Perumal Murugan's Most Beloved Book Companions
Perumal Murugan is a Tamil author, scholar, literary chronicler and associate professor. He has several novels, short stories and anthologies of poetry to his credit. Seven of his novels have been translated into English and shortlisted for major awards—Seasons of the Palm, One Part Woman and Poonachi, among them
The Tirukkural by Tiruvalluvar, Aleph Classics, Rs 399
I keep going back to it, every day. There have been several translations, but changing times can necessitate new translations for any classical text. Gopalakrishna Gandhi’s meets this necessity entirely.
Nagammal by R. Shanmugasundaram, Kalachuvadu Publications, Rs 130
Written in 1942, the novel is about Nagammal—a strong woman fighting for her property rights. Set against the backdrop of the Partition, the novel puts forth a Gandhian approach to the issue, examining it within a family. This is a novel that continues to evoke interest and one I consider a precursor to my writings.
The Truth About Me by A. Revathi, Penguin India, Rs 350
This autobiographical work of a transgender person is a startling revelation about the challenges of being an outlier. The book portrays Revathi’s struggle of asserting her gender identity, braving humiliation and neglect.
Karukku by Bama, Oxford University Press, Rs 299
A pioneer in Tamil Dalit writing from the early 1990s, Karukku is a celebrated work. A combination of autobiography and fiction, its strength lies in its expression of experience. Bama’s powerful language urges the reader to introspect, bringing together the perspectives of a Dalit and a woman.
Who Owns That Song? by A. R. Venkatachalapathy, Juggernaut Books, Rs 599
Historian and teacher A. R. Venkatachalapathy’s work in documenting the lives of Tamil Nadu’s important personalities, fills a huge gap in history. This book highlights copyright issues of poet Bharathiyar’s works, offers rare insights into the history of copyright in India and Tamil Nadu’s unique position in it. As engaging as a thriller, the book is a lesson on the art of writing.
Ghachar Ghochar by Vivek Shanbhag, HarperPerennial, Rs 299
This very modern book seeks to unravel the mysteries of the Indian mind. The book fills the reader with fear—in speaking about the family, a very small institution, that manages to hold so much hatred, ego and secrets. Gifted with tender language and a subtle style of narration, Shanbhag is a magician who can leave a reader deeply unsettled.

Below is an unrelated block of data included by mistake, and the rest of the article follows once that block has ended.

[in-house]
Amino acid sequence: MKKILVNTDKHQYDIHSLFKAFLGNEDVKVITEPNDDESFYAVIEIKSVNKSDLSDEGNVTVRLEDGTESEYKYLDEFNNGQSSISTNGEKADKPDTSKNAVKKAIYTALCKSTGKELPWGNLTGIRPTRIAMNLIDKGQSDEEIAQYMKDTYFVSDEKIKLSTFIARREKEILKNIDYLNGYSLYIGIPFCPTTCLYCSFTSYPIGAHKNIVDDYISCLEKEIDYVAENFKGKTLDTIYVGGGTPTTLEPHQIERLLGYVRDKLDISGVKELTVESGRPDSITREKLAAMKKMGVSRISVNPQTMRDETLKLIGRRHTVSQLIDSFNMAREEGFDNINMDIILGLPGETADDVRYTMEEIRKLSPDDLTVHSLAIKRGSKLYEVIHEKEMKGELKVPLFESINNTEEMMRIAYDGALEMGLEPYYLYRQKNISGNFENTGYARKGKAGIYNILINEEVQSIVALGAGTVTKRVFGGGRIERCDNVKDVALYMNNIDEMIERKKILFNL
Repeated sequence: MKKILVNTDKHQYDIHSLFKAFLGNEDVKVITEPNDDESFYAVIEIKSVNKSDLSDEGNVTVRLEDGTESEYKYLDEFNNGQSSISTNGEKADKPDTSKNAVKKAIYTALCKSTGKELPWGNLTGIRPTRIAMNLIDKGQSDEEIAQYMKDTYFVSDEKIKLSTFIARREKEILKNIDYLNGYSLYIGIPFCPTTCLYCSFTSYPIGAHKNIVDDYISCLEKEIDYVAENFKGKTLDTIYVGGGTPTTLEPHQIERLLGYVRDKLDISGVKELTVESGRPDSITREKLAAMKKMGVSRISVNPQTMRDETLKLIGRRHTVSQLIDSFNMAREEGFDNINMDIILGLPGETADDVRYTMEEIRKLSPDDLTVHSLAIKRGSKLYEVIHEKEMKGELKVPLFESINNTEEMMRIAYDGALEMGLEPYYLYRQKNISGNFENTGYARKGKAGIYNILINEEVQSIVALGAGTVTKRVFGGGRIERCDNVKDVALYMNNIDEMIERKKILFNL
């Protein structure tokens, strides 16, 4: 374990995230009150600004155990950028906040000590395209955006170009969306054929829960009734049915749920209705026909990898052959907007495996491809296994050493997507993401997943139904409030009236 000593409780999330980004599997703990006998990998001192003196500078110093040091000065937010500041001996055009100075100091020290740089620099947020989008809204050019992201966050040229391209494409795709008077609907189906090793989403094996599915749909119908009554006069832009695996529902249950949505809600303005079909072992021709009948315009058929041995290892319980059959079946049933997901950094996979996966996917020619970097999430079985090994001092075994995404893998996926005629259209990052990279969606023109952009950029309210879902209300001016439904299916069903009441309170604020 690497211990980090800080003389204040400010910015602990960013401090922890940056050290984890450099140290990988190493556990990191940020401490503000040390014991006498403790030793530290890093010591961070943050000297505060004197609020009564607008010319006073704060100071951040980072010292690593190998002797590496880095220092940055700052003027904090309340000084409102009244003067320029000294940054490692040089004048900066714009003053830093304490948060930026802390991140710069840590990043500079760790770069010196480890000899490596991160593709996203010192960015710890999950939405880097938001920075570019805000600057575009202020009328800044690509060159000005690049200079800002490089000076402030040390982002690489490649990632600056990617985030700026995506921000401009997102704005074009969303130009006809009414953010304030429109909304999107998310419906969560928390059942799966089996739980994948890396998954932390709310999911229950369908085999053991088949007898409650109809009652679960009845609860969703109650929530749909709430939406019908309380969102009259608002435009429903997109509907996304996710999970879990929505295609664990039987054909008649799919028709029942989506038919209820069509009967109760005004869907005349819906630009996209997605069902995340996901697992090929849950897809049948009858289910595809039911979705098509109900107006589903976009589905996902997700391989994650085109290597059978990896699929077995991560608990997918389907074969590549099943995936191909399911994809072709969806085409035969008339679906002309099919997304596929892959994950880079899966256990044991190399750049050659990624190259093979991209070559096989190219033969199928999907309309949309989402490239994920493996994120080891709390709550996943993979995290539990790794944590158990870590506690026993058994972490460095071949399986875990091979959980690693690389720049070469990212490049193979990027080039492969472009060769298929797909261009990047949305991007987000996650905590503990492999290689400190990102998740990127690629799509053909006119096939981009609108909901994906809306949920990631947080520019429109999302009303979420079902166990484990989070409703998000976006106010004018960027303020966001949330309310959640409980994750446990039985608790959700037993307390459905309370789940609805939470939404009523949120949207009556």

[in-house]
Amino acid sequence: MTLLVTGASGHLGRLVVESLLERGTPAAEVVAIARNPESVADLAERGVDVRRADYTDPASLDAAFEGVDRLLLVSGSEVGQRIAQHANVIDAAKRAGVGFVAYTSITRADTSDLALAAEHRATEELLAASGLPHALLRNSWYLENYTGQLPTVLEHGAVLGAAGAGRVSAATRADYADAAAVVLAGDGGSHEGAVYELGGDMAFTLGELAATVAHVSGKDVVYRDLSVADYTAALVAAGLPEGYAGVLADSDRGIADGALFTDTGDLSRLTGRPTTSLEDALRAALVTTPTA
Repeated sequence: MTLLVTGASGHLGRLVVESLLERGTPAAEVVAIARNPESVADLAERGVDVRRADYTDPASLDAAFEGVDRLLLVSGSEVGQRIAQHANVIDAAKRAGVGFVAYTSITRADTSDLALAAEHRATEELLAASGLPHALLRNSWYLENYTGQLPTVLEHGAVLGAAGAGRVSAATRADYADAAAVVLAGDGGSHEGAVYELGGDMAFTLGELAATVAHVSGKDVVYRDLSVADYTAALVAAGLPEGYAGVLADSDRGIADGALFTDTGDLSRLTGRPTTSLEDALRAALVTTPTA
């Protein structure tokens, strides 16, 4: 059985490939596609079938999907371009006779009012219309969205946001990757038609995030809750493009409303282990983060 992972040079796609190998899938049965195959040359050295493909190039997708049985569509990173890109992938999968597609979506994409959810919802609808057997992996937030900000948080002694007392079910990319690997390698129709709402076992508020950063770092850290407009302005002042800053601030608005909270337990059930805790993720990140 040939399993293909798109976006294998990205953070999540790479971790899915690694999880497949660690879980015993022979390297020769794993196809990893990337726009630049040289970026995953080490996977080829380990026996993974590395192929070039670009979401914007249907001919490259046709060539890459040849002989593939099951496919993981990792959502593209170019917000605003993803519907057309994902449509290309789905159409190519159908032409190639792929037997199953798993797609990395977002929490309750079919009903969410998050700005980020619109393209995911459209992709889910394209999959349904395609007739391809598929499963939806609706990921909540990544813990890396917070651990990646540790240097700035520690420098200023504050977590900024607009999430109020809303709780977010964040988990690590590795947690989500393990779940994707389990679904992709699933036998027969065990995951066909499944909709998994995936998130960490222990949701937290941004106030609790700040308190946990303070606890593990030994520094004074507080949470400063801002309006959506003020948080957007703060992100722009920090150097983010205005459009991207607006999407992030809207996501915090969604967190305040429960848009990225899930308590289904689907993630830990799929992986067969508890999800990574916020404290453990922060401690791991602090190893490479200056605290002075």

Tamarind History by Sundara Ramaswamy, Penguin Classics, Rs 299
Written in 1960s, this continues to be a favourite of many readers. With a tamarind tree as the backdrop, it portrays social change and human propensities through it. The tamarind tree also serves as an imagery that has various approaches. Tamarind History’s rich narration seamlessly takes the reader into the world it sets out to portray.
One Hell of a Lover by Unni R., Westland, Rs 399
This short story collection by the Malayalam writer—which I read in translation—does every Indian language proud. Putting forth new visions, meanings and language, it continues to inspire in different ways with each reading.
From Bihar to Tihar by Kanhaiya Kumar, Juggernaut Books, Rs 165
Is it a boon or a bane for someone so young to write a memoir? This memoir, that traces the life of this remarkable young man from a backward Bihar village to the Jawaharlal Nehru University, serves as a document of contemporary political history. An important work from a very promising activist.
Reshaping Art by T. M. Krishna, Aleph Book Company, Rs 399
It is rare for musicians to write—but then T. M. Krishna is rare. The book raises questions about arts and approaches it both theoretically and practically. Krishna is a person who creates an artistic opinion on every issue and puts it forth fearlessly. The book is a reflection of this extraordinary characteristic of his.